In this case, I was not working alone, which always sucks. Rather I was working with another practitioner, one with a great deal of experience. This always makes the work more pleasant. You both know what needs to be done and the kinds of details that have to be checked off. And there are many, many volumes full of patent cases that have hinged on the little details of patent practice. It’s good to have another pair of eyes.
After this very long day, I then had to get up on Saturday morning to take part in a retreat. I’m on the Board of Directors of a local nonprofit, and we were having a retreat to finish developing a strategic plan for the organization. The meeting lasted from 9:30 am to 3:00 pm.
Although the retreat was very productive, and a lot was accomplished, I was left feeling strange about it. When I was invited to join the Board, I did so because I really felt strongly that what this group was doing was important, and I wanted to have some small part in helping them succeed. I figured, I was capable of calling people and asking for money, I could volunteer at an official function or two. But now I’m being called upon to help chart the actual future of the organization. What the hell am I doing? I’m a chemist, and a patent weenie. Although I’ve been in the workforce for quite a few years, I have no real management experience, don’t have an M.B.A., and have never studied such things. What business do I have advocating any course of action for this organization? As Admiral James Stockdale famously asked, “Who am I? What am I doing here?”
To put the icing on this particular comedic cake, I have been asked to be vice-president of the Board next year. Now, I grant you, the responsibilities of the vice-president appear to be pretty much limited to making a commitment to being president the following year. But still, what am I doing here?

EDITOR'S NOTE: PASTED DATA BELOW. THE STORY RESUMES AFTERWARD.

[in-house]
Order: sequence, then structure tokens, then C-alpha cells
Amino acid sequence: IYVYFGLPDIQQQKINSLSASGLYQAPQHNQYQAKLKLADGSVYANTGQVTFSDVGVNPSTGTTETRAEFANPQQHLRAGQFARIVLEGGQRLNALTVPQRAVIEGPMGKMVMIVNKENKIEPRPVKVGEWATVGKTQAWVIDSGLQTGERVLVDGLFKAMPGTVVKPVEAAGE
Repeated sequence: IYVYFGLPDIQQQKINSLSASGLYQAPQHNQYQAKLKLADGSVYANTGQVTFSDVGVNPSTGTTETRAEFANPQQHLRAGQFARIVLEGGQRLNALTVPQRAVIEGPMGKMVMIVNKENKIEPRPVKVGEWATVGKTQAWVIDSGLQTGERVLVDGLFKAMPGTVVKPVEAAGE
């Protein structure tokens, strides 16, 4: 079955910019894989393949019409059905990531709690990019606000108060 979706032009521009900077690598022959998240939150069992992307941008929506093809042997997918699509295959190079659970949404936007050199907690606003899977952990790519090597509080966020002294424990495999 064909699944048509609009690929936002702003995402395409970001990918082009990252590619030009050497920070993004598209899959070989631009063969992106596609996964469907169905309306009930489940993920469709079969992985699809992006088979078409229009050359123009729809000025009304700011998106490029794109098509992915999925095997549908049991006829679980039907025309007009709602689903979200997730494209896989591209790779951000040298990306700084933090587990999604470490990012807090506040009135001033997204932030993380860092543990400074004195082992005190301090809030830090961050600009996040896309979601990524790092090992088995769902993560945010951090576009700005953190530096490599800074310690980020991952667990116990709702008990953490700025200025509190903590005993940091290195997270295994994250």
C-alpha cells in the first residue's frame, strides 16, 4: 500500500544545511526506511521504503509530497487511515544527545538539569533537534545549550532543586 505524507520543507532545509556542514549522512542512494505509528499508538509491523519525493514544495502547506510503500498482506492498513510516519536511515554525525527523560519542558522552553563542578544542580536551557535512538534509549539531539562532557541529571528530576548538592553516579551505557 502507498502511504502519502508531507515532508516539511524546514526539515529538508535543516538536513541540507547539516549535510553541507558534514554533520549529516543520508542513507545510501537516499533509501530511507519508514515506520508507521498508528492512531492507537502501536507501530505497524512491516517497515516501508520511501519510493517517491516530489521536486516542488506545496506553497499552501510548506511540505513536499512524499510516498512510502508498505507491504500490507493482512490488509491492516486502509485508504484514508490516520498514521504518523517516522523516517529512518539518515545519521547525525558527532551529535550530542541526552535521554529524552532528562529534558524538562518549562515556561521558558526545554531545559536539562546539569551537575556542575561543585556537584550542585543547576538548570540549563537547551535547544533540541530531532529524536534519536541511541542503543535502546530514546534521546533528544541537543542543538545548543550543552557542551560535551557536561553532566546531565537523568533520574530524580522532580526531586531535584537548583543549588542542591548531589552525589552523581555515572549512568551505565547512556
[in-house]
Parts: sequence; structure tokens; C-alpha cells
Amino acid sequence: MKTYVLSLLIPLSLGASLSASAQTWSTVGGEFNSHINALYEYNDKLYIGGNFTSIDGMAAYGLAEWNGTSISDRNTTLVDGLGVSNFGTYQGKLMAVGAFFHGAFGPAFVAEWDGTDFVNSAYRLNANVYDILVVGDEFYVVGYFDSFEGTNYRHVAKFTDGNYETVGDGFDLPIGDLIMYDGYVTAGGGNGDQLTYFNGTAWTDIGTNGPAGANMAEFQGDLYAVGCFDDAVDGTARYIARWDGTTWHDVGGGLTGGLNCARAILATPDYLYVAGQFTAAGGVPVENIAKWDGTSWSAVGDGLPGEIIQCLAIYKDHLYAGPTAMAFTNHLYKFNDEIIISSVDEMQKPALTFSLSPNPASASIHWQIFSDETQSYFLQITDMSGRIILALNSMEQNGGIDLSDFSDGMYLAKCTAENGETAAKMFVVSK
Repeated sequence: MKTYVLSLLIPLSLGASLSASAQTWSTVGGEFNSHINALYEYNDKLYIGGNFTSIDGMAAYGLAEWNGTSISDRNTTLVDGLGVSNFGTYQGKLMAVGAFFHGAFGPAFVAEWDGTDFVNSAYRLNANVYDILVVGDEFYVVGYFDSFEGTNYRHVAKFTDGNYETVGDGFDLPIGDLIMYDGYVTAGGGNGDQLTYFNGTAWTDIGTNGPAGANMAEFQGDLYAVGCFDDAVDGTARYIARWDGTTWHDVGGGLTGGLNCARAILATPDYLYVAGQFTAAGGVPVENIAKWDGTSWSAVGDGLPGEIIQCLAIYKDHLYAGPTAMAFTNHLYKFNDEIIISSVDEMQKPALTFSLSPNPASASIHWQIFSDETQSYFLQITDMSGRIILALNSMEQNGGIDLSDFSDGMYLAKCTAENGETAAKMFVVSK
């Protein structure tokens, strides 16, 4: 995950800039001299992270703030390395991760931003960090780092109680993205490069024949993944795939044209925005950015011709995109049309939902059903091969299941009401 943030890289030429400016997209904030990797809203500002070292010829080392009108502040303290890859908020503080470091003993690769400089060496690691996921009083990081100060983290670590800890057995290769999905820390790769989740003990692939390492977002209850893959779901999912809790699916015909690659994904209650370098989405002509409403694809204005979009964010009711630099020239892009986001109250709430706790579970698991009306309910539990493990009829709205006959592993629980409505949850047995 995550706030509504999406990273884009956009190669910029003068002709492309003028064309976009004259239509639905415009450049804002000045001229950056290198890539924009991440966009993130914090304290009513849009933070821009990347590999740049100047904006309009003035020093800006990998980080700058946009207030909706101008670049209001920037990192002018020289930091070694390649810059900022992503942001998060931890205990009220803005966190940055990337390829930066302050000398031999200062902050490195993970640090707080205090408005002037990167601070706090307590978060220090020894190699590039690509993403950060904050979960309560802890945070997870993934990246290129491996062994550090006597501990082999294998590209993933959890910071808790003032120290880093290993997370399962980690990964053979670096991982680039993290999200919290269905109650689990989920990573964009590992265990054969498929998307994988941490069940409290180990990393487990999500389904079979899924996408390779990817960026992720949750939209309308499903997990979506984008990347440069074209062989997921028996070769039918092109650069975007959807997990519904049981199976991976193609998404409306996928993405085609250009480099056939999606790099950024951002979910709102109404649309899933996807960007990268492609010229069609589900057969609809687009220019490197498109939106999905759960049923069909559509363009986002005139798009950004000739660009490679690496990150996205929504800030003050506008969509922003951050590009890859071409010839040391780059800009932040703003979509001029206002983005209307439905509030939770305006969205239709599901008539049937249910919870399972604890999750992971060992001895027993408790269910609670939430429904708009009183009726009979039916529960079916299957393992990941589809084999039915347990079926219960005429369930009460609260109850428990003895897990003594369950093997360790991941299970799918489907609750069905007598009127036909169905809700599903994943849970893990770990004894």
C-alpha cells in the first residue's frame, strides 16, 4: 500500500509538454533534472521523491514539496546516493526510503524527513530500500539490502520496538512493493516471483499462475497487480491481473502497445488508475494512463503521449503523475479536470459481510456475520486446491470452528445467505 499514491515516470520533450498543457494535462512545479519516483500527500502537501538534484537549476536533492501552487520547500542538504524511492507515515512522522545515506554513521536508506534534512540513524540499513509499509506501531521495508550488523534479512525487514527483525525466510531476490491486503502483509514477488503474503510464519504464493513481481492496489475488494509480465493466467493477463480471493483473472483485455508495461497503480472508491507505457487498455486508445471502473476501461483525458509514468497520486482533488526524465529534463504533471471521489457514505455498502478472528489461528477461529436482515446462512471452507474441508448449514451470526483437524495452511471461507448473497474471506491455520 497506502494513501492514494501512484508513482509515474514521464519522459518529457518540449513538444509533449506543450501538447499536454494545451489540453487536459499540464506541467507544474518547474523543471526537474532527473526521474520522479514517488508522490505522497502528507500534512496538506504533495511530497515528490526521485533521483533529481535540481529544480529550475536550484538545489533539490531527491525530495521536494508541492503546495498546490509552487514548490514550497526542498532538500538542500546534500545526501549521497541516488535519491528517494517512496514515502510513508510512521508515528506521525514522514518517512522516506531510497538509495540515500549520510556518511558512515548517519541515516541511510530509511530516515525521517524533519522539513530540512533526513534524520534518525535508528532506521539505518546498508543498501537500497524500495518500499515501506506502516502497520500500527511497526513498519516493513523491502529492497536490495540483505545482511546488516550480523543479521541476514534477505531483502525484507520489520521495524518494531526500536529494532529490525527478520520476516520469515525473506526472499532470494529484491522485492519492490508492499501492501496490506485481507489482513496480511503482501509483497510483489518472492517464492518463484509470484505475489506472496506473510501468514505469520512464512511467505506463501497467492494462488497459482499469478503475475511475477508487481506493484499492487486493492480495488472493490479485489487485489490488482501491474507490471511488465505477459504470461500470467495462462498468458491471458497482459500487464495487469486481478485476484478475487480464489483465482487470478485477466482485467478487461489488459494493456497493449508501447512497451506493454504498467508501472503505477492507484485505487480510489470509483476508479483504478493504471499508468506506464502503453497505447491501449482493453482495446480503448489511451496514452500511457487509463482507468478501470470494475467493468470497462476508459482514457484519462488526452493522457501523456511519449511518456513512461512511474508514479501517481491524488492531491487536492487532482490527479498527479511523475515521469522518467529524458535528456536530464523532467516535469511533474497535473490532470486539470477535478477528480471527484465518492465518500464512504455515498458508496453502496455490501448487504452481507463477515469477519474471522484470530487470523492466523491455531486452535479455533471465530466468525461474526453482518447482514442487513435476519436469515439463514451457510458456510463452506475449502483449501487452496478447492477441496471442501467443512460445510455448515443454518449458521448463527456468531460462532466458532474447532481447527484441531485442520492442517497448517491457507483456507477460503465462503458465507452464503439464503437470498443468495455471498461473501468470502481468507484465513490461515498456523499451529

I guess I can only continue to do my best. I still feel strongly that this organization deserves to succeed, and that such success in turn would continue to strengthen the community I live in. It is of such things that civilization is made.
Predictably, after two such long days, I had little patience or enthusiasm for my other full-time job, that of being a husband and father. Nevertheless, I managed to scrub parts of our bathroom, shop for and prepare Sunday dinner, and repair a broken toilet in the utility room. Oh, and we had yet another ‘incident’ with my daughter.
We took the kids to a local party supply store to get Halloween costumes. After the requisite oohing, ahing, begging and whining, they picked out costumes, and we went to the front of the store to check out. My daughter had her arms pulled into her shirt, stretching it out. Her mother told her to quit stretching her shirt, and bring her arms out. She pulled her right arm out, but kept her left arm in. I told her to get her other arm out of her shirt.
When she did so, it became obvious that she was hiding something under her shirt. I asked her what it was, and she brought out a package of ‘dirt candy’, probably crushed oreos. “I was going to show it to you when you were in line and gross you out”. I was furious. I made her put it back and ordered her outside.
Was she trying to shoplift it? I honestly don’t know. She denies it, but she has a history of both stealing AND lying when it suits her. As a result, her denial means nothing. I want to believe her, I really do, but it seems all too plausible that she wanted to smuggle the candy home so she could eat it after she went to bed. We simply don’t know, and can’t know.
Which results in a dilemma: Do we believe her, and punish her only for the bad judgment of tucking candy she hadn’t paid for under her shirt? Or do we assume the worst, and punish her for a clumsy attempt at shoplifting? Is she trying to be honest with us now, and paying the price of her earlier dishonesty? Or is this just another example of the kind of games she has always played with us?
All I know for sure is, I’m tired.